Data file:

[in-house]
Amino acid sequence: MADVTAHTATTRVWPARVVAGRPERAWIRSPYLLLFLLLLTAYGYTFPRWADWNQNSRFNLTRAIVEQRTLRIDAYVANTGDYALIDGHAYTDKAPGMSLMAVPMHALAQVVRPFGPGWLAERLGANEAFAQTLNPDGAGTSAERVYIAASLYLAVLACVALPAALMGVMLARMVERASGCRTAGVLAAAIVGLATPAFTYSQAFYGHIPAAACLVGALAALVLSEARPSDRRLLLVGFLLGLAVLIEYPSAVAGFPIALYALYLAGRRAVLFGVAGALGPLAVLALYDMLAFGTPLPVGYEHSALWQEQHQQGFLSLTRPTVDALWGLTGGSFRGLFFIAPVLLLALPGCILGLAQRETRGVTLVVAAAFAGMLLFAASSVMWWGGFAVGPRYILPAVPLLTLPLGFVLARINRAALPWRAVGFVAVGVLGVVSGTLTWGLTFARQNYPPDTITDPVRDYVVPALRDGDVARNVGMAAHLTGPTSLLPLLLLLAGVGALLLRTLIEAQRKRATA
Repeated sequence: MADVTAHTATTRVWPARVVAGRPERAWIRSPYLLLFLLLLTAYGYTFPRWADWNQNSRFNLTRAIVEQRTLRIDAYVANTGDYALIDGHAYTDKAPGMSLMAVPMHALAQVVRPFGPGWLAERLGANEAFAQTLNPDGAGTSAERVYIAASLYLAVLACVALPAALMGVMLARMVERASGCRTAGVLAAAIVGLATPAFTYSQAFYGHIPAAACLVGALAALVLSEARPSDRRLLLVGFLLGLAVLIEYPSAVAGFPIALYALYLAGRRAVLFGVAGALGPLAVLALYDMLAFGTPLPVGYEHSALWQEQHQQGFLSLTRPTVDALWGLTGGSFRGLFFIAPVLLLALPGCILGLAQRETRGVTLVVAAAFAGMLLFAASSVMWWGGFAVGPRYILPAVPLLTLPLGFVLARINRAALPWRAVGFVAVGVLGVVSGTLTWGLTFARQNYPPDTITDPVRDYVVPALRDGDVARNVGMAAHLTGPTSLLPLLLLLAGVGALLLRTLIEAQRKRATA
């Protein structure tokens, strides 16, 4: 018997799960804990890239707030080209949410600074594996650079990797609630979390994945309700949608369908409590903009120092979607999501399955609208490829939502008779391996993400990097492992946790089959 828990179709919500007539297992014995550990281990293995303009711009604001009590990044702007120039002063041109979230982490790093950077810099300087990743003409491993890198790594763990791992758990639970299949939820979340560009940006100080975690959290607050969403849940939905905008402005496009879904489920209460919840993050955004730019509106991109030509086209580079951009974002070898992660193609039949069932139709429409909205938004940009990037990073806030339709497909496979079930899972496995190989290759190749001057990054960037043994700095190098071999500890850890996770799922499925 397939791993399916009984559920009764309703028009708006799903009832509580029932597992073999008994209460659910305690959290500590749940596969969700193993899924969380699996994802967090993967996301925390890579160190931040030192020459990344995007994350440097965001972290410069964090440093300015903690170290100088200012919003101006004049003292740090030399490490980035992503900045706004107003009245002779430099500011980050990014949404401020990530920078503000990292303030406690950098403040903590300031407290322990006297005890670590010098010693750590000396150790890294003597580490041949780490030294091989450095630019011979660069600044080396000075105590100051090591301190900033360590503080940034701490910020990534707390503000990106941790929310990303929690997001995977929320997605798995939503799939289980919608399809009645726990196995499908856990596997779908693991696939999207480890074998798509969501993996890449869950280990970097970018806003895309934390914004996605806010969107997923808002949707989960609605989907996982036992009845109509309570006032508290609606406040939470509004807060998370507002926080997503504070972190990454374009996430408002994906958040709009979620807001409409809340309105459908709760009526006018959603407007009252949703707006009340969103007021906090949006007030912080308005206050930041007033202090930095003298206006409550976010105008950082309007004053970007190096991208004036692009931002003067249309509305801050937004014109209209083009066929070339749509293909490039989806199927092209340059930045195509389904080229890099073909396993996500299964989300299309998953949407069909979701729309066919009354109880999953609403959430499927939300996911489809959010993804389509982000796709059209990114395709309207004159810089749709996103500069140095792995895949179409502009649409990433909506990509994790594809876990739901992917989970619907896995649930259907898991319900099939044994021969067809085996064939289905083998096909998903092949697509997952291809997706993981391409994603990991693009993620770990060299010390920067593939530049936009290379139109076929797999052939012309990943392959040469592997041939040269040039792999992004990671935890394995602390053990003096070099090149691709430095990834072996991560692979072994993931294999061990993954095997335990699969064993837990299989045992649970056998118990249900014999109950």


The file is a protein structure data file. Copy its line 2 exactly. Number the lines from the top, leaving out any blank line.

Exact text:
Amino acid sequence: MADVTAHTATTRVWPARVVAGRPERAWIRSPYLLLFLLLLTAYGYTFPRWADWNQNSRFNLTRAIVEQRTLRIDAYVANTGDYALIDGHAYTDKAPGMSLMAVPMHALAQVVRPFGPGWLAERLGANEAFAQTLNPDGAGTSAERVYIAASLYLAVLACVALPAALMGVMLARMVERASGCRTAGVLAAAIVGLATPAFTYSQAFYGHIPAAACLVGALAALVLSEARPSDRRLLLVGFLLGLAVLIEYPSAVAGFPIALYALYLAGRRAVLFGVAGALGPLAVLALYDMLAFGTPLPVGYEHSALWQEQHQQGFLSLTRPTVDALWGLTGGSFRGLFFIAPVLLLALPGCILGLAQRETRGVTLVVAAAFAGMLLFAASSVMWWGGFAVGPRYILPAVPLLTLPLGFVLARINRAALPWRAVGFVAVGVLGVVSGTLTWGLTFARQNYPPDTITDPVRDYVVPALRDGDVARNVGMAAHLTGPTSLLPLLLLLAGVGALLLRTLIEAQRKRATA